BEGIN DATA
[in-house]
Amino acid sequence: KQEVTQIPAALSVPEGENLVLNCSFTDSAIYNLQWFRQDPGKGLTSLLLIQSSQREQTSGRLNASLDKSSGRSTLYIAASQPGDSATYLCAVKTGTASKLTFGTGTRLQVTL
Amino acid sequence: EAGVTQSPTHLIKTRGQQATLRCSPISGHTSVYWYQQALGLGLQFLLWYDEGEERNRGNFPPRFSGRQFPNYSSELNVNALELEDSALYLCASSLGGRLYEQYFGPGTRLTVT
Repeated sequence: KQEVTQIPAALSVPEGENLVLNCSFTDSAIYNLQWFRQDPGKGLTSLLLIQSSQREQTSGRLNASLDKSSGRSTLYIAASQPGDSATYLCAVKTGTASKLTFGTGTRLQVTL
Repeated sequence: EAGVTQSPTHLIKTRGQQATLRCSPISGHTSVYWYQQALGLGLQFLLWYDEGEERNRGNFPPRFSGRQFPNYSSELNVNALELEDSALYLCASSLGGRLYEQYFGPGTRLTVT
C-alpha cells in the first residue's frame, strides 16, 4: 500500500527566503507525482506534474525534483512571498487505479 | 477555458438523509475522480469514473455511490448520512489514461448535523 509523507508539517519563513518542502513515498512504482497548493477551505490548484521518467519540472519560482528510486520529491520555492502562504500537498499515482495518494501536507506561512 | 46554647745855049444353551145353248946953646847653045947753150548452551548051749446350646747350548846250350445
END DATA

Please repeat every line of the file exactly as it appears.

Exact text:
[in-house]
Amino acid sequence: KQEVTQIPAALSVPEGENLVLNCSFTDSAIYNLQWFRQDPGKGLTSLLLIQSSQREQTSGRLNASLDKSSGRSTLYIAASQPGDSATYLCAVKTGTASKLTFGTGTRLQVTL
Amino acid sequence: EAGVTQSPTHLIKTRGQQATLRCSPISGHTSVYWYQQALGLGLQFLLWYDEGEERNRGNFPPRFSGRQFPNYSSELNVNALELEDSALYLCASSLGGRLYEQYFGPGTRLTVT
Repeated sequence: KQEVTQIPAALSVPEGENLVLNCSFTDSAIYNLQWFRQDPGKGLTSLLLIQSSQREQTSGRLNASLDKSSGRSTLYIAASQPGDSATYLCAVKTGTASKLTFGTGTRLQVTL
Repeated sequence: EAGVTQSPTHLIKTRGQQATLRCSPISGHTSVYWYQQALGLGLQFLLWYDEGEERNRGNFPPRFSGRQFPNYSSELNVNALELEDSALYLCASSLGGRLYEQYFGPGTRLTVT
C-alpha cells in the first residue's frame, strides 16, 4: 500500500527566503507525482506534474525534483512571498487505479 | 477555458438523509475522480469514473455511490448520512489514461448535523 509523507508539517519563513518542502513515498512504482497548493477551505490548484521518467519540472519560482528510486520529491520555492502562504500537498499515482495518494501536507506561512 | 46554647745855049444353551145353248946953646847653045947753150548452551548051749446350646747350548846250350445